Before John Mayberry, Jr. led off the bottom first with a triple, the Mets had successfully scored 75% of the time with a runner on third and less than two outs. That’s an extraordinary figure considering the NL average is 53% and the number of opportunities. The team’s 32 chances were second to the Cubs 36, and the 24 successful scores were seven more than the second best Padres. So, yeah, Mayberry getting stranded at first felt like a tone setter but it wasn’t like the team suddenly morphed into last year’s club (47% with the league average at 50%) or the perfectly league average 2013 squad at 49%.
Eric Stults did well with his approach to both Juan Lagares and Lucas Duda. He changed pitch heights extremely well, striking out Lagares with a pitch up out of the zone and later, in the third striking him out again low inside. How does a guy who barely touches ninety strike out five? By keeping the Mets hitters guessing where the pitch is going to be. The Mets got to him in the second with an Eric Campbell leadoff double and a Wilmer Flores RBI single, but Stults did well to strike out Mayberry Jr. with, what else, a fastball up.
During this entire 10-game winning streak I’ve been more than impressed with how the team fights back after being down early. They did it again Wednesday, twice, with Flores once again providing a huge, late-inning homerun. I’ve been critical of the Mets choosing to start Flores and not chase an established star (as many have), but he’s settled down at short (turning some nice double-plays last night, notably one started by Dillon Gee) and his clutch hitting has helped this team in a big way.
The team has now won 10-games in a row, the most since 2008, and the 12-3 start to the year is tied with the 1986 team. The team isn’t where it is right now without Flores, so that’s my way of saying I was wrong . . . sort of, I guess.
Another thing I’ve been wondering as I’ve watched the team string together hits is how well they’ve done with runners in scoring position. Perhaps it’s just the big innings that have jaded my perception, but it seems like the team does really well, like unsustainably well if you catch my meaning, with RISP. Well, maybe a little but not a regression slap in the face a few games away concern. Overall, the team is batting .263/.355/.316 with RISP while the NL average is .252/.330/.384. Maybe the team is hitting more singles with runners on (the team has only five extra-base hits under those circumstances, which would be the fewest if not for the Phillies having only three and the Astros with five), but the .263 average places them 13th in all of baseball and sixth in the NL.
Now, let’s discuss Lagares.
I love this catch. You love this catch. I imagine the only one who doesn’t love this catch is Jace Peterson. That I love this catch is sort of an understatement since I re-watched it about thirty times on my television while I had the game playing on my iPad and then I re-watched after the game was over. WTH? He’s looking over his right shoulder, throws his glove out and the ball settles into his mitt as if by magnets. I love Gee’s reaction. He hardly seems impressed. That’s when you know you’re a great fielder when the team doesn’t collectively sprint to center to high five and bump shoulders. Unreal. If anyone wondered why Lagares won the Gold Glove last year, a play like that should quiet their doubts.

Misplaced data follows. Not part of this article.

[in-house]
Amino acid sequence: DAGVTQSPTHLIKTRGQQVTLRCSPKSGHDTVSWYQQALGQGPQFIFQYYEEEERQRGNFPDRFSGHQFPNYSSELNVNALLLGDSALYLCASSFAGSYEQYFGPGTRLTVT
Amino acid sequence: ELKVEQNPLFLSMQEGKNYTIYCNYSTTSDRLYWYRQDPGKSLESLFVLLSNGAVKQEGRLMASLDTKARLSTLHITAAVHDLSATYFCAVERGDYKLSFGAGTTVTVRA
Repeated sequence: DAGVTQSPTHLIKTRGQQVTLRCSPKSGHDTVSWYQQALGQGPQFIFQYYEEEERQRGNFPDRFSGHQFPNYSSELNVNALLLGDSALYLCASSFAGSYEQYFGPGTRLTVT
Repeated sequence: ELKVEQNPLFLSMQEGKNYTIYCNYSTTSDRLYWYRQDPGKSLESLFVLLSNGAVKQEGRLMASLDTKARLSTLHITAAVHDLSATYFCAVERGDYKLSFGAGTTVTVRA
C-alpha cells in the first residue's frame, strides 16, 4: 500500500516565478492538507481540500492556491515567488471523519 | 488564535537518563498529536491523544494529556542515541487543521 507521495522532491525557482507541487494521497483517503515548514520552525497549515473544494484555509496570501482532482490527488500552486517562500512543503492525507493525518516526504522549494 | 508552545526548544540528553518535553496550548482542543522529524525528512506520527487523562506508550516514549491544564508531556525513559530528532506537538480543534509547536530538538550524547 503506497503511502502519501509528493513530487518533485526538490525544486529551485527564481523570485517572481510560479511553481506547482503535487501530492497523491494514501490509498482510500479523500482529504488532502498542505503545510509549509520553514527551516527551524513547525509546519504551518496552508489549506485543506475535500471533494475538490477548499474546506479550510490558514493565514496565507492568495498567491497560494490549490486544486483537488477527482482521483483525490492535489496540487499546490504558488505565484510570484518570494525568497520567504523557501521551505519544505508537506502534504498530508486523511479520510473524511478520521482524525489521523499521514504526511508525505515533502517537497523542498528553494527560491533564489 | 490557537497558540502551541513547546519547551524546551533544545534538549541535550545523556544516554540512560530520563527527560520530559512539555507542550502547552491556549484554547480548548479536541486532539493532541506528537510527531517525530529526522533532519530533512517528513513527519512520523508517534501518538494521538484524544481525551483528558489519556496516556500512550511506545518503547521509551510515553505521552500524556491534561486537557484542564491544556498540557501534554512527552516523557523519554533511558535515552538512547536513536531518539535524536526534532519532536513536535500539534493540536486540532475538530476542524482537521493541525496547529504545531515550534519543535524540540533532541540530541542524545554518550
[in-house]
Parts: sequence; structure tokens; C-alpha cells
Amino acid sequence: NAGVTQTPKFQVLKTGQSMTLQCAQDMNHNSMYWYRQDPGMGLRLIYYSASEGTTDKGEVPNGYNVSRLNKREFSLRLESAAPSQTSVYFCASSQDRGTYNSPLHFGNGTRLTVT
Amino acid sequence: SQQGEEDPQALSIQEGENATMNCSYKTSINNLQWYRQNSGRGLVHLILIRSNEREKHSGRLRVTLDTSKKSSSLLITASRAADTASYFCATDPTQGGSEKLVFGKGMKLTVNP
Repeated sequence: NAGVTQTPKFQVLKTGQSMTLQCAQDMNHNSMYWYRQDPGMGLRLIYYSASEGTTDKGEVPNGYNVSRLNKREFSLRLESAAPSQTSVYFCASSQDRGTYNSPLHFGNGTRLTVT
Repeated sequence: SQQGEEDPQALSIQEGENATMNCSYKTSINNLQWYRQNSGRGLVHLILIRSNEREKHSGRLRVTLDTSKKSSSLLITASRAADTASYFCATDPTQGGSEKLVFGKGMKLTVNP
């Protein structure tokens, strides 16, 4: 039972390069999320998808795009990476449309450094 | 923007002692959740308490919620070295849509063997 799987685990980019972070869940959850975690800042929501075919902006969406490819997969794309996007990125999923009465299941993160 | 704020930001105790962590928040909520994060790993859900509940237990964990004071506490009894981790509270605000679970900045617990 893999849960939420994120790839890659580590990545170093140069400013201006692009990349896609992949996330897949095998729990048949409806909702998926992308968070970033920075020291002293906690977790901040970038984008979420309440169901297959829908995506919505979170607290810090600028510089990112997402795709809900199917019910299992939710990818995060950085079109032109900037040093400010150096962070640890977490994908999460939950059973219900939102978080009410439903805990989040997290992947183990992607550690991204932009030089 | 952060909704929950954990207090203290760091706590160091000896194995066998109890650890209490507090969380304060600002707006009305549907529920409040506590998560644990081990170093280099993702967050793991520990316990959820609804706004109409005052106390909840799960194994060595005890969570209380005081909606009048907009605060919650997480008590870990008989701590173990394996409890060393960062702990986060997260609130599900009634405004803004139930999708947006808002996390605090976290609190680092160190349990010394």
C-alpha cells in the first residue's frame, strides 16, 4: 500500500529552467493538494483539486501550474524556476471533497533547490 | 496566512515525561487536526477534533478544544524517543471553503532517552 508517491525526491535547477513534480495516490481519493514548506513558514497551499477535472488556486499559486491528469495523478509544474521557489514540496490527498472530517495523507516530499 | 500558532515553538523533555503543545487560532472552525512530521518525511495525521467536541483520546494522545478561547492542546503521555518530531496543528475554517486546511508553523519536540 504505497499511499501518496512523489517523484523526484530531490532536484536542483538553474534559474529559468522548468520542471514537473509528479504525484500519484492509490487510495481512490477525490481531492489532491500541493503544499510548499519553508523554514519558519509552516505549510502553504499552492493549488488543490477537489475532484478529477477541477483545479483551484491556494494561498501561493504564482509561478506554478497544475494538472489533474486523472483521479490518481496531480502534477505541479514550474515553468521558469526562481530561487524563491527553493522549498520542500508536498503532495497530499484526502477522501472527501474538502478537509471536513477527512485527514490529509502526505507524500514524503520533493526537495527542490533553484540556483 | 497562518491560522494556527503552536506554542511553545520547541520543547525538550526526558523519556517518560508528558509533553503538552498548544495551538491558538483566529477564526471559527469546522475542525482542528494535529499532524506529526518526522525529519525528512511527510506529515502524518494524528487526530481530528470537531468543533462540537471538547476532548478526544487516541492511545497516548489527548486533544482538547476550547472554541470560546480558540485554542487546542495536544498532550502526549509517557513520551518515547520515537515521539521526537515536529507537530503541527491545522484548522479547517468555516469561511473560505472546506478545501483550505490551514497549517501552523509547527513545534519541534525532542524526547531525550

If that ball drops, it’s an easy double, possibly a triple, and the Braves in all likelihood score and take a 3-1 lead. In the bottom of the inning Flores homers, and in the eighth Lagares extends his hitting streak to nine games with a hit-and-run single. Remember that whole 75% conversion thing? Duda drove in Curtis Granderson from third with no outs, so everything is back to normal (Flores’ RBI single in the second also came with less than two outs). Lagares saves a run and helps contribute to scoring the go-ahead.
Also, with Duda, in the sixth he lined a single to right. Not a big deal except it was his first hit this year against a lefty’s curveball. Okay, so maybe Stults essentially spun one up there, and it wasn’t a particularly good curve, but it had the essence of a curve and Duda did everything but deposit it in the bullpen.
Oh, since being recalled to play third after David Wright was placed on the 15-day disabled list, Eric Campbell is batting .286/.414/.333 and playing solid defense (on error through 26 total chances so far). There’s always this hope that when players get injured their replacements will do a passable job. The Mets are receiving real, quality contributions from Campbell and Kevin Plawecki after the early maladies.